Who Owns Yeezy? Ye-Adidas Could Face a Messy Divorce


Adidas’ decision to cut ties with musician Ye has sparked a quagmire over how the intellectual property developed by the two parties’ multibillion-dollar partnership is split and whether there is a way forward to avoid a court battle.

Ye’s company, Mascotte Holdings, appears to be running more than 160 trademark applications and registrations for his Yeezy brand, but Adidas owns the design rights to most Yeezy shoes, including the famous Yeezy Boost 350.

Adidas’s Yeezy Boost 350 had “sneakerheads” camping out for days ahead of their release.

Exactly how the intellectual property disagreement will affect the breakup is unclear, and the answer will depend on the details of a 2016 contract Ye – formerly known as Kanye West – signed with Adidas, which is not public, lawyers said.

According to trademark attorney Josh Gerben, founder of Gerben Law Firm, contracts may include termination clauses that allow one party to acquire intellectual property from the other or “ethical” clauses that allow early termination of the transaction.

“Because we don’t know what the contract between Adidas and Kanye is, we don’t know how smooth or how ugly the separation will end up being,” he said.

Lawyer David Martinez, a partner at Robins Kaplan, said there could be litigation or arbitration over a bankrupt partnership, but “brand agreements usually include detailed dispute resolution mechanisms”.

If the contract allows both parties to maintain ownership of their respective intellectual property, then Ye may well be able to sell Yeezy clothing himself — something he said he wanted to do in a September interview with Bloomberg News.

These products require a completely new design, said Zak Kurtz, an attorney who founded the law firm Sneaker & Streetwear Legal Services.

“If he really wanted, he might sell other clothes or shoes,” he said. “But when I say ‘other’ it has to be a whole new silhouette and a whole new everything with his logo on it.”

Adidas announced on Tuesday the end of a years-long partnership after Gap and Kering-owned Balenciaga parted ways with the rapper, who made a string of anti-Semitic comments on social media and was accused of wearing a ‘” White Lives Matter” shirt caused a controversial fashion show. Gap announced Tuesday that it will be pulling Yeezy-Gap apparel from its stores.

Adidas said it was expecting a $US247 million hit to net income this year due to the breakup

The German sportswear giant said it would stop making Yeezy-branded products and immediately stop all payments to Ye. Ending the partnership is costly: Adidas said it expects to cut net income by $247 million ($380 million) this year due to the spin-off, which is estimated to account for 8 percent of the company’s revenue.

“At the very least, Adidas will pay Ye the royalties on everything sold since the last royalty payment to him,” said Heidi Howard Tandy, a partner at Berger Singerman in Miami, who specializes in knowledge property law. “This process is likely to continue until 2023 due to the long tail of shipping and sales and taxes.”

Adidas says it has “design rights to existing products” as well as the shoe’s past and future color combinations. Documents filed with the U.S. Patent and Trademark Office show that Adidas received a series of design patents for the Yeezy Boost 350 shoe in 2017 and 2018.

According to the documents, the shoes were designed by Nic Galway, Adidas’ vice president of global design.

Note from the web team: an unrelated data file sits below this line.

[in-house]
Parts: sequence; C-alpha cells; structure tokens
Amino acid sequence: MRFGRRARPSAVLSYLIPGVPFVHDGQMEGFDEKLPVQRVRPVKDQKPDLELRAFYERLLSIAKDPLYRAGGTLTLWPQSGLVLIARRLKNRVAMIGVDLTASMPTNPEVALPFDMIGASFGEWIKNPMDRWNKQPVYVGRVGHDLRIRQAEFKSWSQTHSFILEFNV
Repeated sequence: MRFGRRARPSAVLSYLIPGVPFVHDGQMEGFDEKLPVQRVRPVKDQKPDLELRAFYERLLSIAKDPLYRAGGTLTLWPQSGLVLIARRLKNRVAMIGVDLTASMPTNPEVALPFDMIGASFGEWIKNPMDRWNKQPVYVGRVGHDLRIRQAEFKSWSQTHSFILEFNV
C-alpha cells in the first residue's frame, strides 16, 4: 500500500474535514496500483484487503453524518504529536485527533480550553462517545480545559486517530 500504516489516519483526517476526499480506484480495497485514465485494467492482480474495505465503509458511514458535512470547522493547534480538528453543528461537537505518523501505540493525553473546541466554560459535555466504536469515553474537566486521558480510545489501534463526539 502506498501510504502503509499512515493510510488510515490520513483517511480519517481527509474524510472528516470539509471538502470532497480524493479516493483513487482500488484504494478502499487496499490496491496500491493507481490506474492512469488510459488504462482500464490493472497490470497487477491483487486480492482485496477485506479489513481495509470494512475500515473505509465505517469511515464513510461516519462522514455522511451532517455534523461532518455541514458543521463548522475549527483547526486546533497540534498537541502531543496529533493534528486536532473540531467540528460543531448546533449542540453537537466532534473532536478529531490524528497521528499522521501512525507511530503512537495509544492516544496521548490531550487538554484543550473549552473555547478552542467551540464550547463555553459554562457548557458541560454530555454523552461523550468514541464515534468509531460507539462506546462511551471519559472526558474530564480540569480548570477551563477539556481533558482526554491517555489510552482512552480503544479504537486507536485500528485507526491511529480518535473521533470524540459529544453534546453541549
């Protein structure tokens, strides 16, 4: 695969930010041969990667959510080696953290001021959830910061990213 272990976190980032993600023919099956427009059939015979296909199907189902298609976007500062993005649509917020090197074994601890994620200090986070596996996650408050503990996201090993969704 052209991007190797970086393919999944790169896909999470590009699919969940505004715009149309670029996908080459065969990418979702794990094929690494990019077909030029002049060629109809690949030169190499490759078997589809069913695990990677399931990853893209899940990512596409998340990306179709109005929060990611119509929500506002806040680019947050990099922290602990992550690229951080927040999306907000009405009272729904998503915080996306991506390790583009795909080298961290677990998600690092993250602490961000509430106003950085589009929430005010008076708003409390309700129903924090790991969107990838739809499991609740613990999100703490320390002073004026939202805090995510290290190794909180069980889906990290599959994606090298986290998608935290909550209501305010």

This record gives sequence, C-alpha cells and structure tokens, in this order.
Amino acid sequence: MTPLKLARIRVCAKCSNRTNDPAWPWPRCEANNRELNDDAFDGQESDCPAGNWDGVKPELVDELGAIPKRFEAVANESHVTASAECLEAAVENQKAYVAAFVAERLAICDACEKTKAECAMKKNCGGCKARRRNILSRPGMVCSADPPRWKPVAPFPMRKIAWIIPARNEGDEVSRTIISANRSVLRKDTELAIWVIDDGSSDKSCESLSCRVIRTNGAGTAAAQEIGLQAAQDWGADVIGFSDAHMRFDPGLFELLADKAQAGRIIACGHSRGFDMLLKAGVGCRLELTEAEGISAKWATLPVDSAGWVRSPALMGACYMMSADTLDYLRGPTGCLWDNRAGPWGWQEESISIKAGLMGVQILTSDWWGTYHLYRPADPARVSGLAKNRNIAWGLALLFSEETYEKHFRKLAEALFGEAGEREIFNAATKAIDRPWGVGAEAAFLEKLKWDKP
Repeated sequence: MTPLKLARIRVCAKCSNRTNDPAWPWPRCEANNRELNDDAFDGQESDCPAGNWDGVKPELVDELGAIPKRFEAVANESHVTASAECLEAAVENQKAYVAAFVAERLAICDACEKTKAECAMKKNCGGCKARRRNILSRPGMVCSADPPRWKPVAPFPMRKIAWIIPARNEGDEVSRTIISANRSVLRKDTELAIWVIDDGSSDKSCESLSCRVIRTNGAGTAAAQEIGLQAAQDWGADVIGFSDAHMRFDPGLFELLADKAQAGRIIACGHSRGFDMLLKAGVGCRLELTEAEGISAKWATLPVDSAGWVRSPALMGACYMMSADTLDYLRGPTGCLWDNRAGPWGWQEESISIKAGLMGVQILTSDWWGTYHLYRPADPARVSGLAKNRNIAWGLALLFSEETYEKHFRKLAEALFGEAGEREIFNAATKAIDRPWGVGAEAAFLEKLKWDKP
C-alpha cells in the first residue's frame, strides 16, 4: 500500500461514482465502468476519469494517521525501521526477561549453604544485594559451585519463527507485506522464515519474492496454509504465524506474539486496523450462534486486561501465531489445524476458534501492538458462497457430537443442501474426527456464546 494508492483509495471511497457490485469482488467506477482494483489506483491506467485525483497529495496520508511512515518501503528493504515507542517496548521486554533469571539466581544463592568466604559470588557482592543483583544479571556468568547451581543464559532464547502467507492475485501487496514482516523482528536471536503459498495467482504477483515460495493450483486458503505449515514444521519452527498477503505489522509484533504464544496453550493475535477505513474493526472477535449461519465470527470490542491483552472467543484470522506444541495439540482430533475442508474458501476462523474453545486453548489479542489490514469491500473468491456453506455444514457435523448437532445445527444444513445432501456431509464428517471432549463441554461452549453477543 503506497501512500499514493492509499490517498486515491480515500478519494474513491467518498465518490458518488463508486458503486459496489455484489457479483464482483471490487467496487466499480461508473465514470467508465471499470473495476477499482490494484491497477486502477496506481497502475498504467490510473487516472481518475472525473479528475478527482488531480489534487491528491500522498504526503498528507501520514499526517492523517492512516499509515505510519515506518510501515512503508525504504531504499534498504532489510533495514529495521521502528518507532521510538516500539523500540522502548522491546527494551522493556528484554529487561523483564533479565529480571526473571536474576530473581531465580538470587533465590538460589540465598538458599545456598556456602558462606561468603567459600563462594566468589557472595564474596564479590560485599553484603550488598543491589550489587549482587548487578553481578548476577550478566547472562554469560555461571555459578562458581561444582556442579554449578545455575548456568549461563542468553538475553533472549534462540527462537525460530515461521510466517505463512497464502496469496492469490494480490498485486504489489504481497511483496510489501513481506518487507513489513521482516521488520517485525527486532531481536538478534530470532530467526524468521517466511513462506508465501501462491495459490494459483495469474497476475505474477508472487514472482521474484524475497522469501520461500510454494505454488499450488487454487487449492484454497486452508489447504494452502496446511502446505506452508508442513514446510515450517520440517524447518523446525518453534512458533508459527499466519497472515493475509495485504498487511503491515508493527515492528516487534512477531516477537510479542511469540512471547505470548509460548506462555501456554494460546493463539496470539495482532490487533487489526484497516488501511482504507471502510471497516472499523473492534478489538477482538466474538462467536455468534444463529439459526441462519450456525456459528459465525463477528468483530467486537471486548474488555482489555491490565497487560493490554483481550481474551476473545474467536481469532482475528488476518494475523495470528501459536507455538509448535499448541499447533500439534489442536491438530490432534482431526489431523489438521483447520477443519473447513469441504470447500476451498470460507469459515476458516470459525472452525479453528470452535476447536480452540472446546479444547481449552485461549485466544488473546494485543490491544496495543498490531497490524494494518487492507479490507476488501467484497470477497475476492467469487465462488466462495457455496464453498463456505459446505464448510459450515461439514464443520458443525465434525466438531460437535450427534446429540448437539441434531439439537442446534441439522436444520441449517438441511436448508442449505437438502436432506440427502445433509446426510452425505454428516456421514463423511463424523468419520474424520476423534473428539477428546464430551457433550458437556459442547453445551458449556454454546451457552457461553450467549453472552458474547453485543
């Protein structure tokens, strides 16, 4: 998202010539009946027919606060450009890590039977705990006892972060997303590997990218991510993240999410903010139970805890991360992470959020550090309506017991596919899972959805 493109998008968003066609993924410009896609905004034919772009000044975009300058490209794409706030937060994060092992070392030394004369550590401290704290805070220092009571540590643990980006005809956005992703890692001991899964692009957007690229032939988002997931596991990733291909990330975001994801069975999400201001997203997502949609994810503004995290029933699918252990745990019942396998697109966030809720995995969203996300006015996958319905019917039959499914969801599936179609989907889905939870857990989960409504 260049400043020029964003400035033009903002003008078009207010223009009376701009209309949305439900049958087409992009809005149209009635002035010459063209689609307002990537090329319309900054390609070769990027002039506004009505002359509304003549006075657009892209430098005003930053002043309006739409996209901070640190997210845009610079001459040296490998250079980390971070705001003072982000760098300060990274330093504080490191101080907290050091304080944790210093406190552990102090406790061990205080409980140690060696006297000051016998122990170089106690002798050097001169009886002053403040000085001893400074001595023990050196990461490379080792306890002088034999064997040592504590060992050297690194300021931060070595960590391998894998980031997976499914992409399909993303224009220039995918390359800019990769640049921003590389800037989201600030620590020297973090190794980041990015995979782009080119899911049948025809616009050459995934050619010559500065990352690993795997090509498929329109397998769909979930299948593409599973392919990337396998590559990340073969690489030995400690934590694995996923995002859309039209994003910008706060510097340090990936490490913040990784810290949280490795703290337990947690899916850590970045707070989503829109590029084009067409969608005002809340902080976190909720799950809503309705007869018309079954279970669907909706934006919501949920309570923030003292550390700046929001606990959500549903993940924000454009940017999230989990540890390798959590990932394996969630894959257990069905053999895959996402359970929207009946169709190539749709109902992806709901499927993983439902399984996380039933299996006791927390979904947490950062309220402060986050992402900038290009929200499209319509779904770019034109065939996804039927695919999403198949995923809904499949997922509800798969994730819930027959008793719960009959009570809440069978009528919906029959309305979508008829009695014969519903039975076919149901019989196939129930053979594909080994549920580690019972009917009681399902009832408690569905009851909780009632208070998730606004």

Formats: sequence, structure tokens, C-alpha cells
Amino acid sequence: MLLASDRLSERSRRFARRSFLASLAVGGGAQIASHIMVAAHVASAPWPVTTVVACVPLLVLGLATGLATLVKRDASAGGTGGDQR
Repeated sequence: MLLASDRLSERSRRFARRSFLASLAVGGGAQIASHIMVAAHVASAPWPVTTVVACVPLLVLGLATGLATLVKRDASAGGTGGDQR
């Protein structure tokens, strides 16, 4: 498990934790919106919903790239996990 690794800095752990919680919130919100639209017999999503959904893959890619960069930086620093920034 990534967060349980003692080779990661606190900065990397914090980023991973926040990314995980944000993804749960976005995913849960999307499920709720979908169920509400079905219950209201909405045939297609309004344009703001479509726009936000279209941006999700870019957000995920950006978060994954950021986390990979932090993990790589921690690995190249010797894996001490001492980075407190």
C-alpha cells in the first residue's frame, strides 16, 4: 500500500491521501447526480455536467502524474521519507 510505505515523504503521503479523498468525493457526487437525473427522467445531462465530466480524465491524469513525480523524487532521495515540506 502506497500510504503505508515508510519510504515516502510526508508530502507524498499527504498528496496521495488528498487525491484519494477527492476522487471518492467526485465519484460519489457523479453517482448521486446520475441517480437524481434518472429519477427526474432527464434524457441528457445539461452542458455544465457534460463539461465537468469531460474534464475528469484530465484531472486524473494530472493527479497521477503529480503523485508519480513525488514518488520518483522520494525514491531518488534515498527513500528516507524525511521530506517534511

“The more controversial the number, the bigger the impact — and perhaps the bigger the reward — but there’s also this exact type of risk.”

According to Kurtz, the collaboration between Yeh and Adidas appears to be a “standard licensing agreement,” labelled a collaboration.

“This means that Kanye licenses his trademarks and intellectual property Yeezy and YZY to Adidas for shoes and apparel,” he said. “Adidas seems to be the one who does the manufacturing and the design, that’s why they’re the one who patent all the designs.”

In 2020, the first four years of the Adidas deal, royalties and marketing expenses for Yeezy’s business totaled more than $500 million. According to Forbes in 2019, Ye’s deal with Adidas gave him a 15 percent royalty on wholesale Yeezy products, but Ye said in September that he wanted to renegotiate a 20 percent lifetime deal.

Documents filed with the Patent Office show that his company Mascotte has registered or applied for registration of 164 trademarks related to the Yeezy brand, including “Yeezy,” “Donda,” and “Yeezus.”

The trademarks cover products in a variety of industries, from shoes, sportswear, food and beverages to cosmetics and products in the virtual world. The Washington, D.C.-based Gerben LLP compiled the documents.

Unlike other Yeezy shoes, the Ye did patent the design of the Yeezy Slide in 2020. In an Instagram post that has been deleted since June, Ye accused Adidas of creating knockoff Yeezy Slides.

The fallout could also serve as a warning for companies to do their due diligence when engaging in co-branding deals that have grown in popularity over the past few years, said Kazuyo Morita, a partner at Holland & Hart and a trademark attorney.

Celebrity co-branding can often increase sales, consumer hype and spread economic risk, she said. “Really, the more controversial the number, the greater the impact — and perhaps the greater the reward — but there are also risks of this exact type.”

In theory, Adidas could continue to sell shoes that look identical to Yeezy as long as it doesn’t use the trademark Ye owns. But Gerben said the controversy surrounding the partnership had eroded the value of Adidas’ designs.

“If Adidas is going to continue with any use of a product similar to what they did with Kanye, I don’t think that’s going to go well,” he said.

“It’s basically just a complete loss for them.”

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